Later that same day, the development nurses brainstormed possible scenarios based on experience in caring for rehabilitation patients with spinal cord injuries. Many of the scenarios identified stemmed from personal experience with complicated patients or observations of deviations of care between nurses working on the same unit. Scenarios were then written with teams of 2 to 4 nurses, each team drawing on personal experience, standards of care, policy, protocol, and essential critical thinking skills.

Once the scenarios were written each team transferred their scenario into the simulation software and pulled together all the elements to create a “real” environment including mocked up doctor’s orders and medications. Staff nurse scenario developers collaborated with the Nursing Staff Development Coordinator to facilitate the scenarios for new graduate nurses. Finally, implementation and debriefing occurred with participants leading to evaluation of the scenario and adjustments, as needed, to improve the learning process.

The simulation scenario was developed around a surgery unique to patients with spinal cord injury, who experience pain and decreased functionality and sensation when, through the initial healing process, the spinal cord inappropriately tethers to surrounding lamina and structures. This surgery is often performed at our hospital resulting in complicated and highly acute patients.

New graduate nurses have not been exposed to the nursing care for the patient undergoing this unique surgical procedure in their undergraduate nursing programs. This specific scenario was developed due to the uncommon knowledge of this specialized intervention and the atypical patient presentations associated with complications post surgically.

The scenario emphasizes some common and also unusual patient presentations post surgery requiring the participating nurse to synthesize policy and protocol with critical thinking in order to make timely clinical decisions and improve the patient outcome.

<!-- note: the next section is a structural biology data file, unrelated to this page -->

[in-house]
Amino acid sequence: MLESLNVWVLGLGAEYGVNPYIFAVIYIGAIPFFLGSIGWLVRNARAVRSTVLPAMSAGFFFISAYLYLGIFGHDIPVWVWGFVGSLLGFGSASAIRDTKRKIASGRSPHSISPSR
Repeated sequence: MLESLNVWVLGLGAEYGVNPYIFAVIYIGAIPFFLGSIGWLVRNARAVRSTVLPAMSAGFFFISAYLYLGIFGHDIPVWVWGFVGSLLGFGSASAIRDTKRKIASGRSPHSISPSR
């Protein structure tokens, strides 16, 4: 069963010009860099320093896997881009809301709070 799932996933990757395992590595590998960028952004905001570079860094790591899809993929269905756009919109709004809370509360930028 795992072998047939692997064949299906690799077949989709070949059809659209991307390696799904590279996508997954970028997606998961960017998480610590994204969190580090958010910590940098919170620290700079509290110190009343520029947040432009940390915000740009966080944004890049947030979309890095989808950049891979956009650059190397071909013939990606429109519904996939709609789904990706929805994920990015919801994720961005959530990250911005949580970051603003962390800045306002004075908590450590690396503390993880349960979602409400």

• Per hospital protocol, vital signs are monitored every 15 minutes for the first hour post-operatively. In the scenario, blood pressure and heart rate increase requiring the nurse to identify that the patient is experiencing pain although the patient can not feel the pain related to the spinal cord paralysis. If the nurse does not appropriately address the pain, the patient deteriorates into autonomic dysreflexia which can be a life threatening complication, stimulated as a result of underlying pain.
  • The patient complains of an intense headache indicating a cerebrospinal fluid leak or autonomic dysreflexia related to the surgery; the nurse must recognize these signs as possible complications and implement interventions to resolve the situation.
  • The nurse must work to control the patient’s pain. The scenario incorporates psychomotor skills including intravenous medication administration or setting up a patient controlled analgesia (PCA) infusion.
  • Neurological checks are completed every 30 minutes for the first two hours post-operatively. In the scenario, the nurse must make quick clinical decisions related to subtle changes in the patient’s mental status.